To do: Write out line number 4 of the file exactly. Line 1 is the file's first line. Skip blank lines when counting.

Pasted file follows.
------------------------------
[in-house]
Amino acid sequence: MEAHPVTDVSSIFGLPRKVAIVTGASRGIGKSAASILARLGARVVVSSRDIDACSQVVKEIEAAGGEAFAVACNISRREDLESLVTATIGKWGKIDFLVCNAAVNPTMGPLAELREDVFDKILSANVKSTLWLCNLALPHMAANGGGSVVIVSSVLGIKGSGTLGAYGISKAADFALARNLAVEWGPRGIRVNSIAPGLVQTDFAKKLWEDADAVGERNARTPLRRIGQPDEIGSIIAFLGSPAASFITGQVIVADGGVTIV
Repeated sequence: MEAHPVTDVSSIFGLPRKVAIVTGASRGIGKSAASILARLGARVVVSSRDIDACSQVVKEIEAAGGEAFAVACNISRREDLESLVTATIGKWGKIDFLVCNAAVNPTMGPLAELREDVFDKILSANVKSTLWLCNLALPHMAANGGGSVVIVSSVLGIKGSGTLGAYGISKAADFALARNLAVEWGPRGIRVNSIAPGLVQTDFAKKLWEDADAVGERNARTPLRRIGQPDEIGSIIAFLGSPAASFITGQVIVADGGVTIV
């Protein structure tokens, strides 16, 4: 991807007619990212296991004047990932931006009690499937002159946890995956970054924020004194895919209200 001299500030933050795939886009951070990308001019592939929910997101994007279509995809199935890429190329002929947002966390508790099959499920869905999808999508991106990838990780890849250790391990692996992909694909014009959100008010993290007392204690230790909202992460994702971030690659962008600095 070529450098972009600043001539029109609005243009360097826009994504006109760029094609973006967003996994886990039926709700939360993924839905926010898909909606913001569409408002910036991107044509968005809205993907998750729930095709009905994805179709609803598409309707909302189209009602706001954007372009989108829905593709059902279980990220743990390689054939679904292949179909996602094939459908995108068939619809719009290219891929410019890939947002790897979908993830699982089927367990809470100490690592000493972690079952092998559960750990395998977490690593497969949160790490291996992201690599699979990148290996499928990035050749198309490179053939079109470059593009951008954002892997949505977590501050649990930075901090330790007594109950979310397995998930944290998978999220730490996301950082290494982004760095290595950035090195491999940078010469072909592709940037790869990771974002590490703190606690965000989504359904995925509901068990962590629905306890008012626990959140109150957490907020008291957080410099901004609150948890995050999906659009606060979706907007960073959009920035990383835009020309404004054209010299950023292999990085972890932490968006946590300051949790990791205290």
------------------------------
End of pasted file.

């Protein structure tokens, strides 16, 4: 991807007619990212296991004047990932931006009690499937002159946890995956970054924020004194895919209200 001299500030933050795939886009951070990308001019592939929910997101994007279509995809199935890429190329002929947002966390508790099959499920869905999808999508991106990838990780890849250790391990692996992909694909014009959100008010993290007392204690230790909202992460994702971030690659962008600095 070529450098972009600043001539029109609005243009360097826009994504006109760029094609973006967003996994886990039926709700939360993924839905926010898909909606913001569409408002910036991107044509968005809205993907998750729930095709009905994805179709609803598409309707909302189209009602706001954007372009989108829905593709059902279980990220743990390689054939679904292949179909996602094939459908995108068939619809719009290219891929410019890939947002790897979908993830699982089927367990809470100490690592000493972690079952092998559960750990395998977490690593497969949160790490291996992201690599699979990148290996499928990035050749198309490179053939079109470059593009951008954002892997949505977590501050649990930075901090330790007594109950979310397995998930944290998978999220730490996301950082290494982004760095290595950035090195491999940078010469072909592709940037790869990771974002590490703190606690965000989504359904995925509901068990962590629905306890008012626990959140109150957490907020008291957080410099901004609150948890995050999906659009606060979706907007960073959009920035990383835009020309404004054209010299950023292999990085972890932490968006946590300051949790990791205290």